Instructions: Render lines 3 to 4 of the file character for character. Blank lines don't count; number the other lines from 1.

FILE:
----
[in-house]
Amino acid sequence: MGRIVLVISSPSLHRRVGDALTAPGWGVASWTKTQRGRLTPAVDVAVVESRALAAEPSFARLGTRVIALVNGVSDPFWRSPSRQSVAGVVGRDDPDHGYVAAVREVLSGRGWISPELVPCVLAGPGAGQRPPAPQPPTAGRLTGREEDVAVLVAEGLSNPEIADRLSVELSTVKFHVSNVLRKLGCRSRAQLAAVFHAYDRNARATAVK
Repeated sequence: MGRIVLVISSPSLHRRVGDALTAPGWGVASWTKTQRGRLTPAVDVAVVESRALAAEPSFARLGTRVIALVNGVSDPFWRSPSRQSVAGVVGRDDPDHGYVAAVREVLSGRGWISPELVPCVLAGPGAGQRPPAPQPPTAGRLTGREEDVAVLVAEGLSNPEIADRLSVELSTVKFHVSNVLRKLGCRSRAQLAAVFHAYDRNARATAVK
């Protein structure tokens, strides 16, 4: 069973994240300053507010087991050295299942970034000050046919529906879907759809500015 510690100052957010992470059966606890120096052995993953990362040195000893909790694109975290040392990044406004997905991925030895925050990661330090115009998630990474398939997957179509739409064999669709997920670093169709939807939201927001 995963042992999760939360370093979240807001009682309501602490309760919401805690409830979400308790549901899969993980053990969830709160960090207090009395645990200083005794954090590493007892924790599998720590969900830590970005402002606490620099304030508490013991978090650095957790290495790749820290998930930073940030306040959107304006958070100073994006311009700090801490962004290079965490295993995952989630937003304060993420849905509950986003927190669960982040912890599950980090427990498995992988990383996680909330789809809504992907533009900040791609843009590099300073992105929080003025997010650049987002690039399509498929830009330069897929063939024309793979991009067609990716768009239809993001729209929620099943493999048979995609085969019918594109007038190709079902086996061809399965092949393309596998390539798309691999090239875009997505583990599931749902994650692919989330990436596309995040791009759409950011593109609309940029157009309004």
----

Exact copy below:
Repeated sequence: MGRIVLVISSPSLHRRVGDALTAPGWGVASWTKTQRGRLTPAVDVAVVESRALAAEPSFARLGTRVIALVNGVSDPFWRSPSRQSVAGVVGRDDPDHGYVAAVREVLSGRGWISPELVPCVLAGPGAGQRPPAPQPPTAGRLTGREEDVAVLVAEGLSNPEIADRLSVELSTVKFHVSNVLRKLGCRSRAQLAAVFHAYDRNARATAVK
């Protein structure tokens, strides 16, 4: 069973994240300053507010087991050295299942970034000050046919529906879907759809500015 510690100052957010992470059966606890120096052995993953990362040195000893909790694109975290040392990044406004997905991925030895925050990661330090115009998630990474398939997957179509739409064999669709997920670093169709939807939201927001 995963042992999760939360370093979240807001009682309501602490309760919401805690409830979400308790549901899969993980053990969830709160960090207090009395645990200083005794954090590493007892924790599998720590969900830590970005402002606490620099304030508490013991978090650095957790290495790749820290998930930073940030306040959107304006958070100073994006311009700090801490962004290079965490295993995952989630937003304060993420849905509950986003927190669960982040912890599950980090427990498995992988990383996680909330789809809504992907533009900040791609843009590099300073992105929080003025997010650049987002690039399509498929830009330069897929063939024309793979991009067609990716768009239809993001729209929620099943493999048979995609085969019918594109007038190709079902086996061809399965092949393309596998390539798309691999090239875009997505583990599931749902994650692919989330990436596309995040791009759409950011593109609309940029157009309004």